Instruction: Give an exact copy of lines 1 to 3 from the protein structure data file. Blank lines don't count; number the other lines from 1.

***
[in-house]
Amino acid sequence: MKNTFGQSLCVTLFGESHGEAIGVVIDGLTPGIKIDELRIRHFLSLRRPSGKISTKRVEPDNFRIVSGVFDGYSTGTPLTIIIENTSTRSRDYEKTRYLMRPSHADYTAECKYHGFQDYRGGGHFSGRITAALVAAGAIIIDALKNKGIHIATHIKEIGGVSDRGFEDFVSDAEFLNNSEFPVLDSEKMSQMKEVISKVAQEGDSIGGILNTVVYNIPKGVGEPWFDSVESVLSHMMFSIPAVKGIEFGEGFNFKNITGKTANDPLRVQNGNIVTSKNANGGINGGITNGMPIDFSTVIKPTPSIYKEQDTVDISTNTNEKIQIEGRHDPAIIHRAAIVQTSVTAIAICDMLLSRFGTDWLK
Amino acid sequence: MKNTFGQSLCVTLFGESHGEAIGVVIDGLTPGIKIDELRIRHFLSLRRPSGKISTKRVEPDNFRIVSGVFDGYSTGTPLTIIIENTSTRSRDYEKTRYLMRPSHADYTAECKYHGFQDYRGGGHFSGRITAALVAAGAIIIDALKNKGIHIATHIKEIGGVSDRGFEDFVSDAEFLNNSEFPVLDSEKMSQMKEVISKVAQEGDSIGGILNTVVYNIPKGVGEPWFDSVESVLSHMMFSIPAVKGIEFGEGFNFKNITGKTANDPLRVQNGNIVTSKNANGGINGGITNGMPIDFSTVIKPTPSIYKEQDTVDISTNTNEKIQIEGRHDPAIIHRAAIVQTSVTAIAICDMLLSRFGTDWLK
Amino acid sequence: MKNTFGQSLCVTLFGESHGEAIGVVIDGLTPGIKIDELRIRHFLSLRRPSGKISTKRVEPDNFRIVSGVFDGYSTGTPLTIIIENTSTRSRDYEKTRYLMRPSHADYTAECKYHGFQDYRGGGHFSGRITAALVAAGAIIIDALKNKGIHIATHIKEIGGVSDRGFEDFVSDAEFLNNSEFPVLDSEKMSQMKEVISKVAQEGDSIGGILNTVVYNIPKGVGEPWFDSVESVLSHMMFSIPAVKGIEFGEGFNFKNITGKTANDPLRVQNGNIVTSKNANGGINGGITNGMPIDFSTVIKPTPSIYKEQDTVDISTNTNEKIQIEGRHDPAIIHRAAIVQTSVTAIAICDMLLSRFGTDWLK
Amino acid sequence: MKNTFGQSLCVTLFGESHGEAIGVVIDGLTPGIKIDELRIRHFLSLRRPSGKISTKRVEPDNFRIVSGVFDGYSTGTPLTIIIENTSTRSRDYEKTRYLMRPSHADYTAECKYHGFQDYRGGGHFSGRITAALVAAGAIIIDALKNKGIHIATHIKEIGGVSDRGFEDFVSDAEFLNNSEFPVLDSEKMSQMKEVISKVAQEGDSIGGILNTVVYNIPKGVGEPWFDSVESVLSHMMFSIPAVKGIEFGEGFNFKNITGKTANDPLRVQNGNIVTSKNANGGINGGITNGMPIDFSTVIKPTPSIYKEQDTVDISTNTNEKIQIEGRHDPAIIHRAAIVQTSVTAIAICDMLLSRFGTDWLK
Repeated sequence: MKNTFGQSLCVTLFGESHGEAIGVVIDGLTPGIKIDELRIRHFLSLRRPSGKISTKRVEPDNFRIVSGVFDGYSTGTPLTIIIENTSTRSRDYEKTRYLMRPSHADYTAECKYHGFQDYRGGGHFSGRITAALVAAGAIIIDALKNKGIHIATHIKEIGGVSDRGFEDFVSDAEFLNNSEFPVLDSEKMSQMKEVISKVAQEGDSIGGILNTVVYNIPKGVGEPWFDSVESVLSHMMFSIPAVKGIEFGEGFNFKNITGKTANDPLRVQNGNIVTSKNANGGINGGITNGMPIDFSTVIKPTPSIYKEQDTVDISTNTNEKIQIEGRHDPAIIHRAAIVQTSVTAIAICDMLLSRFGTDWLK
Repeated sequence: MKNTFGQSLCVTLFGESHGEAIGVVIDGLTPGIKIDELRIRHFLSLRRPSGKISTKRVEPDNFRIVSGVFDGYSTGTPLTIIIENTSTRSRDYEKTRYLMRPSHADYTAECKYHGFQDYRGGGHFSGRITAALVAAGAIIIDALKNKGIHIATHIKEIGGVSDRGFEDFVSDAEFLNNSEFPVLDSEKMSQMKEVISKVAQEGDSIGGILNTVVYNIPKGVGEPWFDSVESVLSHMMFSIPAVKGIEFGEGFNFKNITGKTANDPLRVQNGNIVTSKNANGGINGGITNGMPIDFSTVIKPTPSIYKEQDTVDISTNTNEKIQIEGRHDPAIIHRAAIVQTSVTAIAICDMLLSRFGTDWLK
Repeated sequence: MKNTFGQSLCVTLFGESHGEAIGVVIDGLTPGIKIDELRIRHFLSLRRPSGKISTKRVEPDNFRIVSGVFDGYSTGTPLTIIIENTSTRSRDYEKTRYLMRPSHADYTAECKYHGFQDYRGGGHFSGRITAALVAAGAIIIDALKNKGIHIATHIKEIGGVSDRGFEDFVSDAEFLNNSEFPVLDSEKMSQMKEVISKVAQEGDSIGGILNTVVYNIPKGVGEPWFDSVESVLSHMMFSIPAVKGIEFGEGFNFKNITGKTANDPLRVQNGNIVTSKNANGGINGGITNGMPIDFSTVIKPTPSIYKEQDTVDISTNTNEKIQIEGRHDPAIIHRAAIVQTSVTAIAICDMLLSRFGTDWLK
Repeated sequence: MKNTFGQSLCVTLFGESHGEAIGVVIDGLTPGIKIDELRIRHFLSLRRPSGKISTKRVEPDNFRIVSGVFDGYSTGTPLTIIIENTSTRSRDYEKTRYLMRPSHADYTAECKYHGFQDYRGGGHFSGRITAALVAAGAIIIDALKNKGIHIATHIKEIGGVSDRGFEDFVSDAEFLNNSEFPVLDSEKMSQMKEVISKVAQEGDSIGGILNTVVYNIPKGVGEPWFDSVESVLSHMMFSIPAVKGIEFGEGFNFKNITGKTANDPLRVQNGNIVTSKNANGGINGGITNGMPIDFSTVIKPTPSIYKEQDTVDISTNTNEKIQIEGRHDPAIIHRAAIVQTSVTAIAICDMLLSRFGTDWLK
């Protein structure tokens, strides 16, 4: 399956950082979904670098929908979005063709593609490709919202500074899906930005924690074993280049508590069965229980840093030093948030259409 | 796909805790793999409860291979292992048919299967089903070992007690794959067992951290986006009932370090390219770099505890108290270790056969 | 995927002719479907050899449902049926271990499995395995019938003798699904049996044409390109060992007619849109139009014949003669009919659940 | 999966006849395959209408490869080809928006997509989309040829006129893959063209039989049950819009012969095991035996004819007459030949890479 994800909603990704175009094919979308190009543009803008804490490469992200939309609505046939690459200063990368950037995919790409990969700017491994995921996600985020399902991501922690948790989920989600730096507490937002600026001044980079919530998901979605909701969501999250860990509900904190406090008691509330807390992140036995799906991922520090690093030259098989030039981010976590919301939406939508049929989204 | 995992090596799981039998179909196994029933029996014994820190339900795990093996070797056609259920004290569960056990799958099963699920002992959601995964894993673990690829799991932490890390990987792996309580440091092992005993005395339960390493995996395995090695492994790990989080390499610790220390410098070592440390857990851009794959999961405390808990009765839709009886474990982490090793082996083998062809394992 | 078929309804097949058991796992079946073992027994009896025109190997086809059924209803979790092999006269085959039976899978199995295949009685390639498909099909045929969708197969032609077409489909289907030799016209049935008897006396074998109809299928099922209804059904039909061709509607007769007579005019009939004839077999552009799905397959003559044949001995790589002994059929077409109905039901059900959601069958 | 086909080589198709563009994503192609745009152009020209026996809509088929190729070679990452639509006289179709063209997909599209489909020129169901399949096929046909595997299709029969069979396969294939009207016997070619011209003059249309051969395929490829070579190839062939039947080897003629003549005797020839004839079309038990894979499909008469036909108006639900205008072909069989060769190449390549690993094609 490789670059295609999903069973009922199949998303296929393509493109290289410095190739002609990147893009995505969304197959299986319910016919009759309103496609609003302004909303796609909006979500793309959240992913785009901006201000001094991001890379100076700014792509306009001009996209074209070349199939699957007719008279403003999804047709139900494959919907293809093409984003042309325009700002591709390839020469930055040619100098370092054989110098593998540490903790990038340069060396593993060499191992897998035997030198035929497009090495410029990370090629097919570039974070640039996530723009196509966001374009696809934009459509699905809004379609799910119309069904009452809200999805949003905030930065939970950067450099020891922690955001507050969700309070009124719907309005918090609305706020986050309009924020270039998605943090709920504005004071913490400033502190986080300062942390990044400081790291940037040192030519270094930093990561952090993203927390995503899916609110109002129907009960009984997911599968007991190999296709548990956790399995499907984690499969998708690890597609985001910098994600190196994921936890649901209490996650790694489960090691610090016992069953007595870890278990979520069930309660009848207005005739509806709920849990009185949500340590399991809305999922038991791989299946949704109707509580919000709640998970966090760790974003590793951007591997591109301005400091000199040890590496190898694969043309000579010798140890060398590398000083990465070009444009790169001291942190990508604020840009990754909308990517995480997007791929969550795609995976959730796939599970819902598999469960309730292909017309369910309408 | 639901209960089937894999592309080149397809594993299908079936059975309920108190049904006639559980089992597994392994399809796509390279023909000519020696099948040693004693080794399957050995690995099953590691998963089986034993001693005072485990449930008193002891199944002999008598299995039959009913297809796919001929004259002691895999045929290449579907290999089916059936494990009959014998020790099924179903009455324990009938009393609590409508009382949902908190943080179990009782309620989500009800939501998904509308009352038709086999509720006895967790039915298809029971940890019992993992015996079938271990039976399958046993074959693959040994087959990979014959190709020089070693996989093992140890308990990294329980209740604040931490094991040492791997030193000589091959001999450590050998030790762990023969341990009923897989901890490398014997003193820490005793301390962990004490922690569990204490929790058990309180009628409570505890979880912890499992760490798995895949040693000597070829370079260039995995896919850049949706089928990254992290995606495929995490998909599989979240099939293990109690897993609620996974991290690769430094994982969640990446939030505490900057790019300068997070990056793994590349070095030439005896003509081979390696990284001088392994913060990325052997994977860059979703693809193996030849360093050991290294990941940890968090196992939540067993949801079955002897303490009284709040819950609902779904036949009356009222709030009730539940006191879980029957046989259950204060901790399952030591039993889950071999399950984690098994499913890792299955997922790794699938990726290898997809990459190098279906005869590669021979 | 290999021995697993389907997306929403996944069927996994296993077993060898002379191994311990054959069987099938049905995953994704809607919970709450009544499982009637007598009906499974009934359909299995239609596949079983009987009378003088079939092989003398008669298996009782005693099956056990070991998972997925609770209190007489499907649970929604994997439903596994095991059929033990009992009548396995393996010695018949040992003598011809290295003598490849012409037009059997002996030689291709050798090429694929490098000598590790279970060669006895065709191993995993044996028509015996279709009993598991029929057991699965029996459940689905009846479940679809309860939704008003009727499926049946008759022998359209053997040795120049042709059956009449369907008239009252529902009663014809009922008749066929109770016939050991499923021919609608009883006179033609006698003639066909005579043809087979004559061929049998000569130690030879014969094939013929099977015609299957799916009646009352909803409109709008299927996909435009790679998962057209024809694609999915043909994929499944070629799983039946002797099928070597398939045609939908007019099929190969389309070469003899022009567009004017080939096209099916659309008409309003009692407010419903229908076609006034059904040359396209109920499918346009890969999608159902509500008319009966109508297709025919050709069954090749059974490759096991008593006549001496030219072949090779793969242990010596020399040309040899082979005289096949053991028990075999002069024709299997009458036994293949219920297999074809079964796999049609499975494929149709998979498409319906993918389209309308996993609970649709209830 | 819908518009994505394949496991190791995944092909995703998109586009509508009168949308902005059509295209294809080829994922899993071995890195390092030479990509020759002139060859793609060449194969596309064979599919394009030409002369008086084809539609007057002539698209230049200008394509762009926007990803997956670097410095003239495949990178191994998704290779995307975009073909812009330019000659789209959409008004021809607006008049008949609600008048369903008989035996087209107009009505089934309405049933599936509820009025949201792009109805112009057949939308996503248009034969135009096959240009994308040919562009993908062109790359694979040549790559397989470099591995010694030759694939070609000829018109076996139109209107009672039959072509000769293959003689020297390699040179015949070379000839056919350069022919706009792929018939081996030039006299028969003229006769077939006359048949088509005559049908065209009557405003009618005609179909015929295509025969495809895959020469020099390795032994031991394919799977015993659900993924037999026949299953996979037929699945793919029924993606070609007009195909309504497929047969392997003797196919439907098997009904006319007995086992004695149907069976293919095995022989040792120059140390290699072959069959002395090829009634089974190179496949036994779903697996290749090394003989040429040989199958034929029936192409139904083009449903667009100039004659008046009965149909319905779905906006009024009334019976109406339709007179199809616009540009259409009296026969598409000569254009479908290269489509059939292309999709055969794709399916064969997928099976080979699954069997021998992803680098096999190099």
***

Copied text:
[in-house]
Amino acid sequence: MKNTFGQSLCVTLFGESHGEAIGVVIDGLTPGIKIDELRIRHFLSLRRPSGKISTKRVEPDNFRIVSGVFDGYSTGTPLTIIIENTSTRSRDYEKTRYLMRPSHADYTAECKYHGFQDYRGGGHFSGRITAALVAAGAIIIDALKNKGIHIATHIKEIGGVSDRGFEDFVSDAEFLNNSEFPVLDSEKMSQMKEVISKVAQEGDSIGGILNTVVYNIPKGVGEPWFDSVESVLSHMMFSIPAVKGIEFGEGFNFKNITGKTANDPLRVQNGNIVTSKNANGGINGGITNGMPIDFSTVIKPTPSIYKEQDTVDISTNTNEKIQIEGRHDPAIIHRAAIVQTSVTAIAICDMLLSRFGTDWLK
Amino acid sequence: MKNTFGQSLCVTLFGESHGEAIGVVIDGLTPGIKIDELRIRHFLSLRRPSGKISTKRVEPDNFRIVSGVFDGYSTGTPLTIIIENTSTRSRDYEKTRYLMRPSHADYTAECKYHGFQDYRGGGHFSGRITAALVAAGAIIIDALKNKGIHIATHIKEIGGVSDRGFEDFVSDAEFLNNSEFPVLDSEKMSQMKEVISKVAQEGDSIGGILNTVVYNIPKGVGEPWFDSVESVLSHMMFSIPAVKGIEFGEGFNFKNITGKTANDPLRVQNGNIVTSKNANGGINGGITNGMPIDFSTVIKPTPSIYKEQDTVDISTNTNEKIQIEGRHDPAIIHRAAIVQTSVTAIAICDMLLSRFGTDWLK